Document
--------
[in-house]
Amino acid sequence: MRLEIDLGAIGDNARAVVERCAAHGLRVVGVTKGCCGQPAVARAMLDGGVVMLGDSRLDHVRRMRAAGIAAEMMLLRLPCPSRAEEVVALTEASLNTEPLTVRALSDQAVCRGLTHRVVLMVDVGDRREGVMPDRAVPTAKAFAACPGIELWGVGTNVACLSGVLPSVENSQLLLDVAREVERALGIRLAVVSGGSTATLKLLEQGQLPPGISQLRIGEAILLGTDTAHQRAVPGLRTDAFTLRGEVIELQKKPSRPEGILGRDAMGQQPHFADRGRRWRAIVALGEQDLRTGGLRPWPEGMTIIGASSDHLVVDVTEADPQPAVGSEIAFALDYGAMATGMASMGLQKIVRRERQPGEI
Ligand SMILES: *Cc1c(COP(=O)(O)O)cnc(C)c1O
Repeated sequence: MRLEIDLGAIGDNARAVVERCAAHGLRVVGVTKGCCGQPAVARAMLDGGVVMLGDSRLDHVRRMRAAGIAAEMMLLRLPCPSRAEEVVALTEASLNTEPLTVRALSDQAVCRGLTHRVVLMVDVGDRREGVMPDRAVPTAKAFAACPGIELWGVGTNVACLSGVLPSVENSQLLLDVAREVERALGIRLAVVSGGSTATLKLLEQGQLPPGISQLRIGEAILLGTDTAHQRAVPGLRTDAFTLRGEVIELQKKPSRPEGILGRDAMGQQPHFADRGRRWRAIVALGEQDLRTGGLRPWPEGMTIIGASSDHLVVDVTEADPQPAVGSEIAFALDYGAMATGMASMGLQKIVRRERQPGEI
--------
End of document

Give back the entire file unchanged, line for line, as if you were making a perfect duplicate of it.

[in-house]
Amino acid sequence: MRLEIDLGAIGDNARAVVERCAAHGLRVVGVTKGCCGQPAVARAMLDGGVVMLGDSRLDHVRRMRAAGIAAEMMLLRLPCPSRAEEVVALTEASLNTEPLTVRALSDQAVCRGLTHRVVLMVDVGDRREGVMPDRAVPTAKAFAACPGIELWGVGTNVACLSGVLPSVENSQLLLDVAREVERALGIRLAVVSGGSTATLKLLEQGQLPPGISQLRIGEAILLGTDTAHQRAVPGLRTDAFTLRGEVIELQKKPSRPEGILGRDAMGQQPHFADRGRRWRAIVALGEQDLRTGGLRPWPEGMTIIGASSDHLVVDVTEADPQPAVGSEIAFALDYGAMATGMASMGLQKIVRRERQPGEI
Ligand SMILES: *Cc1c(COP(=O)(O)O)cnc(C)c1O
Repeated sequence: MRLEIDLGAIGDNARAVVERCAAHGLRVVGVTKGCCGQPAVARAMLDGGVVMLGDSRLDHVRRMRAAGIAAEMMLLRLPCPSRAEEVVALTEASLNTEPLTVRALSDQAVCRGLTHRVVLMVDVGDRREGVMPDRAVPTAKAFAACPGIELWGVGTNVACLSGVLPSVENSQLLLDVAREVERALGIRLAVVSGGSTATLKLLEQGQLPPGISQLRIGEAILLGTDTAHQRAVPGLRTDAFTLRGEVIELQKKPSRPEGILGRDAMGQQPHFADRGRRWRAIVALGEQDLRTGGLRPWPEGMTIIGASSDHLVVDVTEADPQPAVGSEIAFALDYGAMATGMASMGLQKIVRRERQPGEI